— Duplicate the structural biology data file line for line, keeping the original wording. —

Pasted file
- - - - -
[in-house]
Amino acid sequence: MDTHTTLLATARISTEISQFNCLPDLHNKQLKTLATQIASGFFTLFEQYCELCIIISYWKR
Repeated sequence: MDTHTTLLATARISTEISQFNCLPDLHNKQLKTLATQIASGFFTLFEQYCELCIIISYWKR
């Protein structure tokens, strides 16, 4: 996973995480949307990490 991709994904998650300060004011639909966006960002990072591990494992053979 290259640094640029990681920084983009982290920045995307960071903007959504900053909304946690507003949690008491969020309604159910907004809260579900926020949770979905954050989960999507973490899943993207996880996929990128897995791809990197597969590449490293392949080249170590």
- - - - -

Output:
[in-house]
Amino acid sequence: MDTHTTLLATARISTEISQFNCLPDLHNKQLKTLATQIASGFFTLFEQYCELCIIISYWKR
Repeated sequence: MDTHTTLLATARISTEISQFNCLPDLHNKQLKTLATQIASGFFTLFEQYCELCIIISYWKR
């Protein structure tokens, strides 16, 4: 996973995480949307990490 991709994904998650300060004011639909966006960002990072591990494992053979 290259640094640029990681920084983009982290920045995307960071903007959504900053909304946690507003949690008491969020309604159910907004809260579900926020949770979905954050989960999507973490899943993207996880996929990128897995791809990197597969590449490293392949080249170590």